Jordan Spieth barely had time to slip his arms into the Masters champion green jacket on Sunday when he took aim at his next target – world number one Rory McIlroy.
The 21-year-old American captured his first major title in historic fashion, matching the 72-hole Augusta National record low of 18-under par 270 to defeat Phil Mickelson and Justin Rose by four strokes.
“It’s incredible. It’s one of the best feelings I’ve ever felt,” Spieth said. “This was arguably the greatest day of my life,” Spieth said.
Spieth becomes only the fifth man and first since Raymond Floyd in 1976 to post a wire-to-wire Masters victory. In the process he set 36 and 54 hole records for the tournament while his 28 birdies over four rounds smashed Phil Mickelson’s 2001 mark of 25.
The 2013 PGA Tour rookie of the year will jump from fourth in the world rankings to second with the victory, but reigning British Open champion and 2014 PGA Championship winner McIlroy has what the Texan is shooting for next.
“The ultimate goal that I have is try to become the number one player in the world,” Spieth said. “I don’t think I am with this. I think that I’m still behind, and so I’m still chasing that goal. It’s going to be very difficult, but to be a large step closer is huge.
Golf’s new great rivalry?
That figures to bring on a rivalry with McIlroy, a four-time major winner who was hoping for his third consecutive major title this week to complete a career grand slam at age 25. Instead, the Northern Irish star settled for fourth, a final-round 66 only good enough to finish sixth behind Spieth.
“As far as with Rory, he’s got four majors. That’s something I can still only dream about,” Spieth said. “I’ll never hit it as far as he does and I have to make up for that somewhere else. He’s an unbelievably nice guy. Carries that world number one with class.
“As far as a rivalry right now, look forward to getting in the heat of the moment with him a couple times in the near future and see if we can battle it out and test our games.”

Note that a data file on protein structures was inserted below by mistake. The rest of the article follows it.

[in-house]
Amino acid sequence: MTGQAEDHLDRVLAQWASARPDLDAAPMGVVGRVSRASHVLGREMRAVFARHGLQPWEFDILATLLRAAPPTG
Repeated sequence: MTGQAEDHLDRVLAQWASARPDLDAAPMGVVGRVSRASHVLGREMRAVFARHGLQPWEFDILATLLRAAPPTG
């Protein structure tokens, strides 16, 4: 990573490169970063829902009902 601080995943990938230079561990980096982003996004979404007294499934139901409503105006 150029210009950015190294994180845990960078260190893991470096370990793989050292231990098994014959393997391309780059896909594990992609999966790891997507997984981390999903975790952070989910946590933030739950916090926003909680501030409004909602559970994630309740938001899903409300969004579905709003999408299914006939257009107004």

One of those showdowns could come in July at the British Open at St. Andrews, where Spieth is delighted to be going as the Masters champion.
“To go to the home of golf and what I consider one of the coolest places in the world is going to be really special as the Masters champion,” Spieth said.
“I’m sure that it will be a great time, and I look forward to enjoying the town, the whole experience of playing in an Open Championship at St. Andrews. It’s really cool.”
And in case you thought Spieth might be resting on his laurels, think again.
“Hopefully at that point, maybe try and go for the third leg of a Grand Slam. Can’t win four unless you win the first, right?”
Australian Open remains a priority for Spieth
Another date Spieth longs for is his chance to defend the Australian Open crown he won last November, a victory he credits with pushing him along the path that led to his Masters triumph.
“That could arguably be one of the best wins that I’ve ever had. I would obviously call this one the greatest win I’ve ever had – no offense,” he said. “But what the Australian Open did is in a period where I had some struggles … closing out that tournament, it meant a lot.
“It was a special week for me and obviously did a lot for my career. Without it, I may not be here right now.”
Spieth said managing the mental game under pressure was his toughest test and called his eight-foot par putt at the par-3 16th “the key moment.”
“That’s when I really felt like it could get out of my hands if I’m not careful,” he said. “I would call that the biggest putt I’ve ever hit in my life.”
But Spieth also dubbed his tee shot and approach at the par-3 13th to set up a birdie “the two biggest shots I’ve ever hit in my life” as they came after a bogey at 12 that put Mickelson within four.
“I needed to do something. I needed to birdie that hole,” Spieth said.